Press release 7.6.2006
The top experts of the UN Food and Agriculture Organization (FAO) and representatives of more than 50 nations are meeting on 12 - 16 June in Kotka to prepare plans and procedural directions for the next Global Forest Assessment. Participants also include representatives of other international organizations, e.g. the Economic Commission for Europe, the International Tropical Timber Organization (ITTO), the international Convention on Biological Diversity and the International Union of Forest Research Organizations (IUFRO). The Conference hosted by FAO and Metla, the Finnish Forest Research Institute, will be attended by more than 80 specialists in forest resources. The Kotka V Conference venue is the Kymenlaakso University of Applied Sciences Forestry and Wood Technology Unit in Kotka.
Global forest resources declining, but rate of decline slower
The Kotka Conferences, organized every few years, have agreed definitions and established the bases for assessment of global forest resources. The aim of the Kotka V Conference is to approve the principles for the 2010 Global Forest Resources Assessment. Some of the issues addressed by the experts are which elements of the 2010 assessments should be improved, based on the 2005 Global Forest Resources Assessment, and the role of remote sensing in supplementing regional and global reports. Each country produces the inventory information independently. One of the greatest challenges is obtaining information that is based on comparable criteria, or is commensurable. The more diverse the information required from different countries, the more acute the need for harmonization.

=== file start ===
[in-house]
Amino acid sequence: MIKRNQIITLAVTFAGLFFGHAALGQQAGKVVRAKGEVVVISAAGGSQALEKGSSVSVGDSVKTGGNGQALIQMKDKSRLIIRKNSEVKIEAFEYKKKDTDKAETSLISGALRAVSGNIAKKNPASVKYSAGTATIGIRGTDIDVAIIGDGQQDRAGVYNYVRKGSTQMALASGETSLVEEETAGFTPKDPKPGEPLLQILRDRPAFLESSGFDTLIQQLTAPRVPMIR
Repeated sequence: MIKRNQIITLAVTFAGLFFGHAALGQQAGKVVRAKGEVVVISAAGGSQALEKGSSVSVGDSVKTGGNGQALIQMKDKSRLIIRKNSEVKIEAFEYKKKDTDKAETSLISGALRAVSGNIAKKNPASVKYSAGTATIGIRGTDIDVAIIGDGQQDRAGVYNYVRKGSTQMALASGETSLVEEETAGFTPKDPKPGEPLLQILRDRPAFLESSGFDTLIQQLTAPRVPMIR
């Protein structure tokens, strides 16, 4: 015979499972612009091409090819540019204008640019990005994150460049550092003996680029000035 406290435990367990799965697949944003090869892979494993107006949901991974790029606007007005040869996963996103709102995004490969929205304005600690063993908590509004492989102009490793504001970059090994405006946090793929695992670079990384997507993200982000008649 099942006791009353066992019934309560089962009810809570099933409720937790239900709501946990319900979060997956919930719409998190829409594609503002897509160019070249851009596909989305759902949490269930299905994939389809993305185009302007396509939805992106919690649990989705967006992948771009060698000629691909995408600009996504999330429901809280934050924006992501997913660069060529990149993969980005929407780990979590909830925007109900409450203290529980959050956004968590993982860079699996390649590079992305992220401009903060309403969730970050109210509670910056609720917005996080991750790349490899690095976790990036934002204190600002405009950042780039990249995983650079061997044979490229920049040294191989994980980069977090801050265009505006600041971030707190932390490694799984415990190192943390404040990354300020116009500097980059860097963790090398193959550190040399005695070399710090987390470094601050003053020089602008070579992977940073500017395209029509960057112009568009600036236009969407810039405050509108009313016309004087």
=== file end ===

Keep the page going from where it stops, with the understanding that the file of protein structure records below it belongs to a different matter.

Forest resources increasing in Europe and declining in South America and Africa
On the basis of the last Conference an assessment was produced on the situations of global forested areas, timber resources, forest carbon reserves, forest damage and forests in natural state in the years 1990-2005. The assessment showed that the area of forest has increased in Europe and parts of Asia. In North and Central America the situation has remained unchanged. In Asia, forest resources were augmented by the large reforestations in 2000-2005 in China. By contrast, forest area has declined in South America and Africa. In 2005, global forest area was a little under four billion hectares, which is a third of the globe’s land area. Conversion of forests into agricultural land has continued at the rapid rate of about 13 million hectares per annum. This trend has continued particularly in Brazil and Indonesia.
At the same time, tree planting and natural forest growth have slowed down forest losses. While in the period 1990-2000 nett losses amounted to 8.9 million hectares, as the result of planting in 2000-2005 nett losses had been reduced to 7.3 million hectares, in itself equivalent to a country the size of the Czech Republic or Panama.
Plantation area increased, but still only accounts for 3.8 % of forest area
The assessment classifies as plantations intensively managed planted stands of a single tree species. Afforestation has increased their area especially in Asia in the period 1990-2005. The area of plantations in the 2005 assessment was 140 million hectares, or 3.8 % of the whole world’s forested area. In 2000-2005, plantation area grew by 2.8 million hectares a year.
Sustainable use of forests and reforestation can increase the carbon sink effect of forests and their carbon reserves. It is estimated that the world’s forests bind 283 gigatonnes of carbon in their biomass. Forest biomass, dead organic matter and the soil bind 50 % more carbon than the atmosphere. Forest carbon reserves declined in Africa, Asia and South America, but increased in other areas. Carbon reserves bound in biomass were reduced globally by 1.1. gigatonnes per year, due to declining forest areas.
Four Conferences have previously been held in Kotka, in 1987, 1993, 1996 and 2002. The Kotka V Conference is funded by the Finnish Ministry for Foreign Affairs and the Ministry of Agriculture and Forestry. The Conferences have also been supported by the City of Kotka and Finnish forest industries.